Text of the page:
Free to Good Home: Top-Secret Ships
A lot of technology created during the Cold War ended up in museums. Now, the US Navy is trying to give away two pieces of Cold War technology that are big enough to BE museums. One is the Sea Shadow, a ship designed to be undetectable on the open sea. The other is the Hughes Mining Barge, its dry dock, which is fully submersible to keep the Sea Shadow from being seen by spy satellites.
The barge actually came first; in the early 1980s, the Navy assembled the Sea Shadow within it. Costing $195 million to build and standing some 160 feet long and 70 feet wide, it was the Navy's first experimental stealth ship. Moving at night, in addition to its many stealth features, it was enormously stable; one former crew member recalls seeing a glass of soda on the bridge barely ripple in 12-foot waves. This grandfather of all stealth ships came out for daylight tests in 1993, inspiring a plastic model and a plot device in the 1997 James Bond movie Tomorrow Never Dies. Its experimental life ended in 2006, and it's been waiting to be turned into a museum ever since.
Even the barge has a bit of a colorful history; 35 years ago, it was once used in an effort to raise a sunken nuclear-armed Soviet submarine. It's no surprise that at least one owner of a maritime museum would like to accept the gift but, as with anything that comes from the government, there are some strings attached. The Navy won't pay for rust scraping or curating, so keeping these ships afloat will depend on the museum drawing big crowds. Indeed, such museums have been described as a bloodthirsty, paperwork ridden, permit-infested, money-sucking hole... by the Historic Naval Ships Association, an organization that's certainly in a position to know. So sadly, this is one piece of tech history that could end up as so much scrap or sinking beneath the waves forever.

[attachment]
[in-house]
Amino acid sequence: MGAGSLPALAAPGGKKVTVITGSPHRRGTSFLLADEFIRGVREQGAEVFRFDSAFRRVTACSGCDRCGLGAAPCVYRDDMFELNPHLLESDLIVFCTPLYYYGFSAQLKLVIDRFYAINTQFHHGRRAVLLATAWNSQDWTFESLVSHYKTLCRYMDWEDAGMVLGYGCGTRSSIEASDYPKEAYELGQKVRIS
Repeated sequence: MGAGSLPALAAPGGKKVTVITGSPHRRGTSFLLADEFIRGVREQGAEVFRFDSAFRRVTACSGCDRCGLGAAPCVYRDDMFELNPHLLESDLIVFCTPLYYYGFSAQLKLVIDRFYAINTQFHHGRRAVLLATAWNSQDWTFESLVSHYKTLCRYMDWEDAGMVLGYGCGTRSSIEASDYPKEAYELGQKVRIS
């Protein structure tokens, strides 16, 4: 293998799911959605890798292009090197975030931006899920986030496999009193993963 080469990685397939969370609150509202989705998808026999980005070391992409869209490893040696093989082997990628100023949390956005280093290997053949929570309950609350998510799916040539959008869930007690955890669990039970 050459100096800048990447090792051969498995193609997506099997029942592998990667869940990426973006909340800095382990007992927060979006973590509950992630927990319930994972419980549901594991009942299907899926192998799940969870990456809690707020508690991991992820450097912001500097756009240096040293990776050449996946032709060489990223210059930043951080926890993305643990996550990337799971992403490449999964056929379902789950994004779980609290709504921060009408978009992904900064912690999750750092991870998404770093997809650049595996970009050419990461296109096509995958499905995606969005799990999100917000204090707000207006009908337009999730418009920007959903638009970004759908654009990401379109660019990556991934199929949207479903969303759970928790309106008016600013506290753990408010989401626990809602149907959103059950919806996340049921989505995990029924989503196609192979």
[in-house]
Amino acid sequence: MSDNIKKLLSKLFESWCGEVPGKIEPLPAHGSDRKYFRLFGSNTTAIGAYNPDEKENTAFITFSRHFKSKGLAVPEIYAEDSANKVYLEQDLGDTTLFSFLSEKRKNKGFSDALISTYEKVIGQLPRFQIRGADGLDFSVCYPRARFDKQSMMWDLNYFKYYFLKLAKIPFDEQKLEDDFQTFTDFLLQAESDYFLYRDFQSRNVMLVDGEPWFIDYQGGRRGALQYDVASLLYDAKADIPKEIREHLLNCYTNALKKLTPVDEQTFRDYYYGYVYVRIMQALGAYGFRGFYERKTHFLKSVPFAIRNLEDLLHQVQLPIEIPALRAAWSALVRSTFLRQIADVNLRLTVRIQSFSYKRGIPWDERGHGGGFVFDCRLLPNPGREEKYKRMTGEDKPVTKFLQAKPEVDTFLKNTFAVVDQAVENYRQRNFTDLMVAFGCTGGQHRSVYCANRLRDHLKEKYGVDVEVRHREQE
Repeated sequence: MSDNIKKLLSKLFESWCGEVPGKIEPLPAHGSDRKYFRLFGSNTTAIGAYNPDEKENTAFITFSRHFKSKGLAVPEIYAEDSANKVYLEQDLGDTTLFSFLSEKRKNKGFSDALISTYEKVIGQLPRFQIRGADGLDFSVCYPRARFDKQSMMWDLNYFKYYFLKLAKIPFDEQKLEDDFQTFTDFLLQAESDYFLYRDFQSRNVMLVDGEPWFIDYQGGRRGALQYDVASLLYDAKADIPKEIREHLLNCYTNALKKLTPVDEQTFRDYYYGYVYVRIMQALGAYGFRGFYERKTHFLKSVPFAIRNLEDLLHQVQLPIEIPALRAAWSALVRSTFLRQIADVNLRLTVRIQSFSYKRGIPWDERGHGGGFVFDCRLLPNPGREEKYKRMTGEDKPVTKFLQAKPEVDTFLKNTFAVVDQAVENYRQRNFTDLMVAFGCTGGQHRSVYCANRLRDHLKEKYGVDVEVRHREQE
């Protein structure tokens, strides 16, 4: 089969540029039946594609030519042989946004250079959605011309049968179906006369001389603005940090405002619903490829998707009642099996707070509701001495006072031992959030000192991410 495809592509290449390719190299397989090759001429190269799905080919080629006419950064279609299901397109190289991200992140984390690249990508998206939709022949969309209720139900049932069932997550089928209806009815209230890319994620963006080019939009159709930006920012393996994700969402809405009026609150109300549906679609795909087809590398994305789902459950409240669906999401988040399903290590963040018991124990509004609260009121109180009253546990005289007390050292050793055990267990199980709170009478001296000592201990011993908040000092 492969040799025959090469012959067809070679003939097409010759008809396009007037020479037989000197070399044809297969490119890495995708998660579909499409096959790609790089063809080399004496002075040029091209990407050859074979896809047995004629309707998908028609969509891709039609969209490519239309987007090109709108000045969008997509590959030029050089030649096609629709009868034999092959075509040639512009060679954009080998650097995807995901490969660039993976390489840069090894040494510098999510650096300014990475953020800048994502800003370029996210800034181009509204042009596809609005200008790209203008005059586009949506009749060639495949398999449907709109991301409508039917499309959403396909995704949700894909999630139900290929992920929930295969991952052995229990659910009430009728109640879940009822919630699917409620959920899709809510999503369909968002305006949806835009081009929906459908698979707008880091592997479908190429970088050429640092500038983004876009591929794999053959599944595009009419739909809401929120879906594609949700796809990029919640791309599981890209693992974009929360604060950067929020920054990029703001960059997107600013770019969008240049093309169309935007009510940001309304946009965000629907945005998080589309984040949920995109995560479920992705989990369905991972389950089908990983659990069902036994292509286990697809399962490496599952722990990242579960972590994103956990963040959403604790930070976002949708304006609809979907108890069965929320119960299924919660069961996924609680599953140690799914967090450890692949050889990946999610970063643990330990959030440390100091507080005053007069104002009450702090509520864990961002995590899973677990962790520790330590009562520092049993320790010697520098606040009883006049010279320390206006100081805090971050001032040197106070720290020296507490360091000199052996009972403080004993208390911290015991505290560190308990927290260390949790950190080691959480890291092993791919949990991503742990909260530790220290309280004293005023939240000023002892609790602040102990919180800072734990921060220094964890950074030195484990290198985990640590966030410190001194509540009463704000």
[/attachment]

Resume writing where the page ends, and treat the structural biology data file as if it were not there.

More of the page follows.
more about this
Competition to Create Moon Technology in China
You'd expect to see competitive bidding on government contracts in the US, but apparently it happens in China, too. And when it comes to space exploration, China may be doing the US one better. The government threw the door wide open to competitive bidding on building technology related its moon exploration effort. Indeed, now the country's universities, institutes, and other qualified institutions can compete.
The Guangming Daily reported China's goal to put an unmanned buggy on the moon by 2012, and stated that more than 90 elements of key technology would be needed. It quoted an unnamed administration official as saying that Our country's lunar exploration research and development project will be opened to all of society, bringing in a competitive mechanism."
The bidding will likely not be open to foreign entities. But more than 30 universities and colleges attended a meeting at which they discussed participating in the effort to explore the moon. In general, China has been making good progress on its goal; its first lunar probe completed its mission in October after successfully orbiting the moon thousands of times without landing. Will China land astronauts on the moon? That is a long-term goal for the country, but China has not announced a time table.
more about this
Yet Another Worry for Gamers
As if tough boss monsters weren't enough to worry about, PlayStation aficionados now have a new concern. Gripping the control too tightly while furiously pushing buttons can cause painful lumps on the palms, according to Swedish scientists. The new skin disorder has been dubbed PlayStation palmar hidradentitis.
One has to wonder if this is really a serious problem, however. A Sony spokesman noted that the study involved just one person. He added that his company has been making the PlayStation since 1995, and sold hundreds of millions of the consoles.
Even so, this is not the first physical illness to be connected to excessive playing of video games. Some researchers have noted that playing too much on the Nintendo Wii can lead to acute tendonitis. Others have argued that playing video games excessively should be classified as an addiction, and leads to other psychological problems. As to the new skin disorder, the patient's symptoms cleared up completely after 10 days away from the console. For those who want to avoid this problem altogether, the scientists advise giving your hands a break from time to time while playing, especially if they feel sore. Also, if you tend to get sweaty palms, it's a good idea to avoid playing excessively (several hours at a time) in the first place.
more about this